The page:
Gnash of the Day! What if your staff behaved like Luis Suarez?

Suarez - Gross Misconduct“Biting is not compatible with normal football practice”.

So says FIFA official Michel D’Hooge following Suarez’ latest (alleged) biting incident!

As a result, Suarez faces the a 4 month ban.

But how should you respond if your staff are accused of violence in the workplace?

Here are a few things to think about . . .

Disciplinary Action

You may be surprised to know that it would not be automatically fair to dismiss an employee for fighting at work. Each case must be considered on its own merits.

As with any disciplinary action, you must follow the ACAS Code of Conduct. Otherwise, the dismissal will almost certainly be unfair.

Presuming that there is more than one employee involved, whose side should you believe?

As an employer, you are not required to prove that an employee is guilty of misconduct before taking disciplinary action.

You do however have to go through a reasonable investigation and a fair procedure. You are entitled to dismiss if you can show that you had a genuinely held belief that the employee was guilty of misconduct and that you had good grounds for that belief.

Clearly, if one of your staff has teeth marks in his arm, you may well feel that’s good grounds for believing that he’s been assaulted! But you mustn’t take disciplinary action without a full investigation and fair disciplinary procedure.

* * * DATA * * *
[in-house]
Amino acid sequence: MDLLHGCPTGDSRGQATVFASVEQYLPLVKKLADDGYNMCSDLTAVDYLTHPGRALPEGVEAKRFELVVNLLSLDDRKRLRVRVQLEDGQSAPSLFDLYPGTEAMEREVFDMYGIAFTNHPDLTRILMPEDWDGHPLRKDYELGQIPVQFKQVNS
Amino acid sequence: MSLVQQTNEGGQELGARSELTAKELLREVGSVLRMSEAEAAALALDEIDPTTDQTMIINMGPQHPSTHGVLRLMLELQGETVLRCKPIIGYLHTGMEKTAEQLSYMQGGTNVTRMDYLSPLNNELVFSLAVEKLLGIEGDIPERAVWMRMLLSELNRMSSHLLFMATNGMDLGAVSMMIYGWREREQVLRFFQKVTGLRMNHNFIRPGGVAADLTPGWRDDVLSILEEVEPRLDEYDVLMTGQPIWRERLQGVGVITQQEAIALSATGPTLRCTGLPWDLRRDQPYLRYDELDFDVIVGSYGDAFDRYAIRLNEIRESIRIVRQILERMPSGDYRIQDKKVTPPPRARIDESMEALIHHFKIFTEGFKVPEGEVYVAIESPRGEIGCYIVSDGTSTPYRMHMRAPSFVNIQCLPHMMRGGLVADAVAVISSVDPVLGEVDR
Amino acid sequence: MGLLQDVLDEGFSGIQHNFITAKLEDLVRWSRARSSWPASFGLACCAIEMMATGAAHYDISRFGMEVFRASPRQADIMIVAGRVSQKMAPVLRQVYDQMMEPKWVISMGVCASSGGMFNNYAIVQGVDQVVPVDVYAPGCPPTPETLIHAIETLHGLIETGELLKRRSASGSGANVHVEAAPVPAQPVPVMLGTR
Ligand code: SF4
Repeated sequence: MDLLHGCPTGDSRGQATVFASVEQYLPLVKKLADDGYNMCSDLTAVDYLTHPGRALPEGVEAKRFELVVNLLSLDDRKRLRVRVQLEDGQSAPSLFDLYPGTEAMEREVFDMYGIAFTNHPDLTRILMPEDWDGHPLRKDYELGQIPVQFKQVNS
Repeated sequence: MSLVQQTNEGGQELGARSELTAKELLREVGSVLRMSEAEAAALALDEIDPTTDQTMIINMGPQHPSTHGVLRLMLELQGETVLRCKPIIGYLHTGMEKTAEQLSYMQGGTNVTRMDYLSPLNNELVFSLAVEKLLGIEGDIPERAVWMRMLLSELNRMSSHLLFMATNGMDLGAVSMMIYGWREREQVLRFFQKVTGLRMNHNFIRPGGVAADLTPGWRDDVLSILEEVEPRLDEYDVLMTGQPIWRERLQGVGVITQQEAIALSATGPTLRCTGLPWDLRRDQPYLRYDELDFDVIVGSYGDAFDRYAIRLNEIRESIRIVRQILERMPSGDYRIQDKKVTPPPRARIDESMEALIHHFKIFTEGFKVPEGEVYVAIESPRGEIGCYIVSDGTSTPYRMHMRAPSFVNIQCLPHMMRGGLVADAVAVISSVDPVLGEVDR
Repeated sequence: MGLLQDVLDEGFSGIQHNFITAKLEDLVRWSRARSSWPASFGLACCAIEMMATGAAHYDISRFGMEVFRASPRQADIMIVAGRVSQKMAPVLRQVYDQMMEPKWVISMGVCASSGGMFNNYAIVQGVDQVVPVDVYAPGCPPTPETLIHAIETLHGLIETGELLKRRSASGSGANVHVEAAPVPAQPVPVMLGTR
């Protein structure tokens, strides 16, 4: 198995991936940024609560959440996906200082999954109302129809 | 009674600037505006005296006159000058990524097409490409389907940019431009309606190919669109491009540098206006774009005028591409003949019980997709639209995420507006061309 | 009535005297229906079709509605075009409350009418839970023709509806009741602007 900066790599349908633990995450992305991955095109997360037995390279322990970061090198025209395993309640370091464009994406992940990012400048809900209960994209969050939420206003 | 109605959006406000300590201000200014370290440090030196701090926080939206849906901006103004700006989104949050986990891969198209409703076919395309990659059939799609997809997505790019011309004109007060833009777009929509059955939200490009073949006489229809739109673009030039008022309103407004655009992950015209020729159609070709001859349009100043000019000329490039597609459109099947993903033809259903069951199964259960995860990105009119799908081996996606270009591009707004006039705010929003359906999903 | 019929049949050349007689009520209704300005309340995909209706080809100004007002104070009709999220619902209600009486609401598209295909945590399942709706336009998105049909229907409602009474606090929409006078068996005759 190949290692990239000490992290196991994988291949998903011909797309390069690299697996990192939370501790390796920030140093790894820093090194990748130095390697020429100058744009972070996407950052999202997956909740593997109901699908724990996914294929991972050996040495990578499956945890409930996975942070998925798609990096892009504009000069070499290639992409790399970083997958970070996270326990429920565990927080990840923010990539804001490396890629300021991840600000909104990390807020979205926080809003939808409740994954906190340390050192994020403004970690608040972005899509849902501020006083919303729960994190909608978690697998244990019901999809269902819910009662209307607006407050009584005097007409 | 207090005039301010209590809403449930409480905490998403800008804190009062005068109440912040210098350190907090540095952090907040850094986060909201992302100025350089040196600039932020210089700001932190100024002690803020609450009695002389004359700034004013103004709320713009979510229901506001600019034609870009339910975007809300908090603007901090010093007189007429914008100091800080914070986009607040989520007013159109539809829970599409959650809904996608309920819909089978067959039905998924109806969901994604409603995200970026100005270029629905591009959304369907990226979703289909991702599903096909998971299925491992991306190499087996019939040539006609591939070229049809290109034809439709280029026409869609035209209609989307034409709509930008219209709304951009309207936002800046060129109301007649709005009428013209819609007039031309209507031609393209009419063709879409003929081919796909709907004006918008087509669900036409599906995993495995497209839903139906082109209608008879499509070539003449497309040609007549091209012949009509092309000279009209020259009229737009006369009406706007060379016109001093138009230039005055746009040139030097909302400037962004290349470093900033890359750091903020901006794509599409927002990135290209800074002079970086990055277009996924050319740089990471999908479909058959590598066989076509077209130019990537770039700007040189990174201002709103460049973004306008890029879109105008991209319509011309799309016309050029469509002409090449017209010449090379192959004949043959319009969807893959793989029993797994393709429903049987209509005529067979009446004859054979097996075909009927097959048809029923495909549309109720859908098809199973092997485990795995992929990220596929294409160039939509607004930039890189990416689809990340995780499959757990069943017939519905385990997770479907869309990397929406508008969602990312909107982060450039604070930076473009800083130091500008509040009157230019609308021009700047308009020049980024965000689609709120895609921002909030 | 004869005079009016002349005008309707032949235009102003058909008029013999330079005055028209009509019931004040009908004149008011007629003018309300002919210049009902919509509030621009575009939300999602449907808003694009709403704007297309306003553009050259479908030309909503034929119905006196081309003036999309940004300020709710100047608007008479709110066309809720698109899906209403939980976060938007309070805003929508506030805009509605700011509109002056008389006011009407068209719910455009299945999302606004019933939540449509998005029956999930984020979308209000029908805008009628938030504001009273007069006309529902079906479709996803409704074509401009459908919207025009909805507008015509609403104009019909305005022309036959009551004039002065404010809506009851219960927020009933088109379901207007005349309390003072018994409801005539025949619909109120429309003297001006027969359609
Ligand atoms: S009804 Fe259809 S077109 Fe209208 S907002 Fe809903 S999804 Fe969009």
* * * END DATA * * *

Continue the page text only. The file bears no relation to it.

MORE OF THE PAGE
Do you have to report the incident?

As the employer, there is no duty on you to report the matter to the police. That’s up to the individuals involved.

However, health and safety laws require you to notify your enforcing authority in the event of any incident at work that leads to death, major injury, or incapacity for normal work for more than three days. This will include injury suffered as a result of violence.

What if the violent incident took place outside the workplace?

It’s not necessarily fair to dismiss an employee for a violent crime outside of work, even if the employee has been charged or convicted.

You will have to consider whether the charge or conviction makes the employee unsuitable for their particular type of work. You may want to read this post which covers that issue in more detail.

And finally…

If you’re concerned about disciplinary issues and you need help managing your staff within the law, why not subscribe to our employment law service. For a monthly fee, we’ll provide you with all the advice you need as you go along.

Legal Advice for Employers

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  1. Pingback: World Cup Fever! Why you MUST have a workplace policy on major sporting events | Mrs Markleham

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